Annual day of giving makes a direct impact on UMassD students, programs, athletic teams, and more
For 1,895 minutes in April 2021, the Corsair Challenge brought alumni, faculty, staff, families, friends, and students together in a display of UMass Dartmouth pride while supporting the programs, departments, and teams they love.
“This annual giving day brings out the best of UMass Dartmouth,” said Director of Annual Giving Shannon Wood. “It is inspiring to see so many members of our community donating to their favorite areas of the university.”
Over the course of the day, students share glimpses on social media into how a donor’s gift can make an impact on the student organizations, programs of study, and athletics teams that are essential to their experience at UMassD. Funds raised during the Corsair Challenge go directly to the designated fund of choice, making it a great way to make an immediate impact.
For programs like College Now, the Corsair Challenge is an important opportunity to raise money to support student success. With a share of a $10,000 gift from the UMassD Alumni Association split across four areas, College Now used $2,500 of these bonus funds to subsidize the purchase of textbooks, class materials, and access codes for educational software.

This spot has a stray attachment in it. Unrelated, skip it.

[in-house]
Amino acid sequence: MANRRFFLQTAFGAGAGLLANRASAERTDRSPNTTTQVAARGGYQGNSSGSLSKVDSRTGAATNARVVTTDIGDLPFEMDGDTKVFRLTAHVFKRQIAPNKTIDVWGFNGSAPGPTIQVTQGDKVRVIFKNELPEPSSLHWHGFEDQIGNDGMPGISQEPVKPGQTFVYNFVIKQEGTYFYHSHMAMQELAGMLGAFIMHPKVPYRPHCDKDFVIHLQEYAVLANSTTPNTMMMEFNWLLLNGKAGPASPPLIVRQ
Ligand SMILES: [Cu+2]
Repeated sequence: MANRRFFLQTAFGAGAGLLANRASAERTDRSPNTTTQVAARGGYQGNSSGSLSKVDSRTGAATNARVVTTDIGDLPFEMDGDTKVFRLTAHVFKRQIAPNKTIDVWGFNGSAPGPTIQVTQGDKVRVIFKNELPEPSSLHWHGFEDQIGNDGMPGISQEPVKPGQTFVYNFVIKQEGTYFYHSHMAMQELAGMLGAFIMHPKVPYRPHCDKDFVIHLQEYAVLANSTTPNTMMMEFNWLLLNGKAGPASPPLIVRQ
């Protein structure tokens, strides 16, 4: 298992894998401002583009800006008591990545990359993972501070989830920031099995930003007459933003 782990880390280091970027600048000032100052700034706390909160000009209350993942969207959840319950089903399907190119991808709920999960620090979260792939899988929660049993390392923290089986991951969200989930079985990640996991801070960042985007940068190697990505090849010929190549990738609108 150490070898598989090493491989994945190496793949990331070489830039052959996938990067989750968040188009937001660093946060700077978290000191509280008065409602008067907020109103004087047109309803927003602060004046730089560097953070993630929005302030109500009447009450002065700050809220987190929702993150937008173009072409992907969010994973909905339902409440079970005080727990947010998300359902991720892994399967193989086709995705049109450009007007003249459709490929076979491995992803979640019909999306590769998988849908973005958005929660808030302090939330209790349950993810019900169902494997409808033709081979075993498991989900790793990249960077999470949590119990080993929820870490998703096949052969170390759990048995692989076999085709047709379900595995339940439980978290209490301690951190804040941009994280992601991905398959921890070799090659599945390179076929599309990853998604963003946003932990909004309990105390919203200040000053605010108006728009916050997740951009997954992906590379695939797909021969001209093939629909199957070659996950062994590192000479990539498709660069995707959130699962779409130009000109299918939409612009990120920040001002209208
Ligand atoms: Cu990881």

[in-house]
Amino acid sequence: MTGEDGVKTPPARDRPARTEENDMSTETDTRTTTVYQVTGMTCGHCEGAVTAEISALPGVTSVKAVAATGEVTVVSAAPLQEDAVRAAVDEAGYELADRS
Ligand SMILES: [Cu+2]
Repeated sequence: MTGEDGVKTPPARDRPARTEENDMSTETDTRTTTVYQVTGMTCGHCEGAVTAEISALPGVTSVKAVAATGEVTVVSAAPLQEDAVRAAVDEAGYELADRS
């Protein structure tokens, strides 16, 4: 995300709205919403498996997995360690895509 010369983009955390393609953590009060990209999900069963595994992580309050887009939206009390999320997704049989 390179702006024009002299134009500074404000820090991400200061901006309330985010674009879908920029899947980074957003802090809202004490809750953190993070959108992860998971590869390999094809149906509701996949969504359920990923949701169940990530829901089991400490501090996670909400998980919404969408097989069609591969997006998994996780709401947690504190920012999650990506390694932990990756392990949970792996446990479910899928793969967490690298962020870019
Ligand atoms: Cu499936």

“For some students, these donations were the only way they would have been able to get the materials they needed to be successful,” said Craig Elkins, director of College Now. "We're grateful to our community during the Corsair Challenge for this support."
College Now is an alternative admissions program that facilitates access to higher education for students who demonstrate the desire and ability to attend college, but who require additional supports academically or financially to reach their full potential. The program receives over 700 applications and admits just 150 students each year.
Elkins witnesses College Now’s ability to transform lives, and the support from fundraising campaigns like the Corsair Challenge motivates students to achieve even more. “These students prove that their socioeconomic backgrounds or prior academic performances do not define their potential to become educated citizens,” Elkins said